The Plaza de Armas (literally "Weapons Square") is Havana's oldest square. Most cities constructed by the Spanish Conquistadores were designed on a standard military fashion based on a grid pattern, taken from the Roman Castrum, of which one of the blocks would be left vacant to form the Plaza de Armas. It is often surrounded by governmental buildings, churches, and other structures of cultural or political significance. The name derives from the fact that this would be a refuge in case of an attack upon the city, from which arms would be supplied to the defenders.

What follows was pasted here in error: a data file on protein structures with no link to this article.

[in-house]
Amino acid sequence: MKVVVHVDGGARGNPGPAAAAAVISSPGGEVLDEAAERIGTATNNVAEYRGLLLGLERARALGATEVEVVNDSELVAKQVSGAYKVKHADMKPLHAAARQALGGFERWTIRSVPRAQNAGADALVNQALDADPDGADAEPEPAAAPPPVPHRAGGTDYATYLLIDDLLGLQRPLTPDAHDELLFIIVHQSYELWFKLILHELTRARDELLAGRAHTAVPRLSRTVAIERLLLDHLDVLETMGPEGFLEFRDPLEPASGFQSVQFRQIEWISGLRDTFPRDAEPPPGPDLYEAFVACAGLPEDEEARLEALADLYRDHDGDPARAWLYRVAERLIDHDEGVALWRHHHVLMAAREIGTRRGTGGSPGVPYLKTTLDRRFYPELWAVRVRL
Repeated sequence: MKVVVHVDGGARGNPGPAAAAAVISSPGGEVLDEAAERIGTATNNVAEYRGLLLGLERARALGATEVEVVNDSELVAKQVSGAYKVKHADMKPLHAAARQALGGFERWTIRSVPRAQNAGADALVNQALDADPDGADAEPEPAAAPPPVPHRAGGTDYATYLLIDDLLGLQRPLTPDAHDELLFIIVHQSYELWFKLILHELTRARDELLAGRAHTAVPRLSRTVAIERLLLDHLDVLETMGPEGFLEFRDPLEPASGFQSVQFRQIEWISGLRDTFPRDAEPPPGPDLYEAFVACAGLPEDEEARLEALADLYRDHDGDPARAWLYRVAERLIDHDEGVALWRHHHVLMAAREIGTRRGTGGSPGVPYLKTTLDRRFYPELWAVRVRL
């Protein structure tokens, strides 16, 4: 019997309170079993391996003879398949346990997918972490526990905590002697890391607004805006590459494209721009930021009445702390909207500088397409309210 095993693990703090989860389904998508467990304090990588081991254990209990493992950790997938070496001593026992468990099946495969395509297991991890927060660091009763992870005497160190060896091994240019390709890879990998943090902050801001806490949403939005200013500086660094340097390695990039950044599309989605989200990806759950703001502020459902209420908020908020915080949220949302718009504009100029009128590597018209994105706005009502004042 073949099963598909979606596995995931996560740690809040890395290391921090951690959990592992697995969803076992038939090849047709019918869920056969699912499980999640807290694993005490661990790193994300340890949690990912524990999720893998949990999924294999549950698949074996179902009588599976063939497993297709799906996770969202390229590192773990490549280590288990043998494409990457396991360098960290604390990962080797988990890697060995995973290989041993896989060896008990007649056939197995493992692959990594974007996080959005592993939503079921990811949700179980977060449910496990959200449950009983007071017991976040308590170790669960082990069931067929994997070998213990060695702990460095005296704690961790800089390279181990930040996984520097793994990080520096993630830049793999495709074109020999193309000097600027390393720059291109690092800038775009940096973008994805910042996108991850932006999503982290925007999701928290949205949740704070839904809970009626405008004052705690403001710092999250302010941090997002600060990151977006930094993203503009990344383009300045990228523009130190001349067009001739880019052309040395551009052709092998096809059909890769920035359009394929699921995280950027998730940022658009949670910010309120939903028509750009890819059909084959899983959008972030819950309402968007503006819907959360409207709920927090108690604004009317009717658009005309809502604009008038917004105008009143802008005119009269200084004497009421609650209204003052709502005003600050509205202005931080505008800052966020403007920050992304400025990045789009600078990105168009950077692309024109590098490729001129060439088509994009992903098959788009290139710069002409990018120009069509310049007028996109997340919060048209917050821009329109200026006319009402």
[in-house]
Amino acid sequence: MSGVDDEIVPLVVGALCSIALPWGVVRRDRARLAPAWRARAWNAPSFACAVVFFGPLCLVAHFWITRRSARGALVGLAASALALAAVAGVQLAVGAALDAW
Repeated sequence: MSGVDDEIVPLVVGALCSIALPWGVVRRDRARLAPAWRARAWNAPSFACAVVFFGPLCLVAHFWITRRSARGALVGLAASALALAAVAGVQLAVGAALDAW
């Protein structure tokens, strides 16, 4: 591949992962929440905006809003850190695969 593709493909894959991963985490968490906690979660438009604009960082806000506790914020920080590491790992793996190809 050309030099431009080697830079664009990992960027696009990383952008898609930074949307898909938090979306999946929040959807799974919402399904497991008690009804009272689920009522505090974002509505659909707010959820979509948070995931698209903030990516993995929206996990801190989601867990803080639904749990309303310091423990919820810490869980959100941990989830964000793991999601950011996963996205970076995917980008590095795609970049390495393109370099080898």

This plaza is focus of much of the sreet life of the restored city. A second-hand book market sells revolutionary literature. The Palacio de los Capitanes Generales (1780) is the finest example of Baroque architecture in Havana, home to the Spanish governor until independence, home to Cuban presidents until 1917, and finally the mayor's office. It now houses the City Museum.
On the NW side of square is the Palacio del Segundo Cabo, HQ of the Spanish vice-governor (photos). The Castillo de la Real Fuerza (1577) is the oldest building in Havana. Topping its tower is the bronze figure of La Giraldilla de la Habana, wife of conquistador Hernando de Soto, searching Florida for the fountain of youth. She spent 4 years in the tower watching for his return.
|Book Museum Courtyard|
|used book market|
|Castillo de la Real Fuerza|
|La Giraldilla de la Habana (bronze figure)|